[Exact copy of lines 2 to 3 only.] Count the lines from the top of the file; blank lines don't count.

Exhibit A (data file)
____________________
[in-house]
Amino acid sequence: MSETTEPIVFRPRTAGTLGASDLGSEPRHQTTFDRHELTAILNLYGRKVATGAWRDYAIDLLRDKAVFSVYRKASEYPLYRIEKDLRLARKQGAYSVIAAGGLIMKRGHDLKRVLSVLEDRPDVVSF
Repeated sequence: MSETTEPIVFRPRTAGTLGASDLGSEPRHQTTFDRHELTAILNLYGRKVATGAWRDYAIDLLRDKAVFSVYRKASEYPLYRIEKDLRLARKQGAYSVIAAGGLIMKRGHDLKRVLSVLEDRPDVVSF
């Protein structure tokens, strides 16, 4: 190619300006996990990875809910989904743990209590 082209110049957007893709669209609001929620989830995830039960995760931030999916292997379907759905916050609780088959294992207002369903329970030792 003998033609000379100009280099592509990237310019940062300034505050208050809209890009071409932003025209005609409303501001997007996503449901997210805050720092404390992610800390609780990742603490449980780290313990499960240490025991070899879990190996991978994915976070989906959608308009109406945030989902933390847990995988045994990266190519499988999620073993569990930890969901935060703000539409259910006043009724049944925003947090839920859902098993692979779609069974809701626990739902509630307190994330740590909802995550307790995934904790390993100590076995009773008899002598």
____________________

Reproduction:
Amino acid sequence: MSETTEPIVFRPRTAGTLGASDLGSEPRHQTTFDRHELTAILNLYGRKVATGAWRDYAIDLLRDKAVFSVYRKASEYPLYRIEKDLRLARKQGAYSVIAAGGLIMKRGHDLKRVLSVLEDRPDVVSF
Repeated sequence: MSETTEPIVFRPRTAGTLGASDLGSEPRHQTTFDRHELTAILNLYGRKVATGAWRDYAIDLLRDKAVFSVYRKASEYPLYRIEKDLRLARKQGAYSVIAAGGLIMKRGHDLKRVLSVLEDRPDVVSF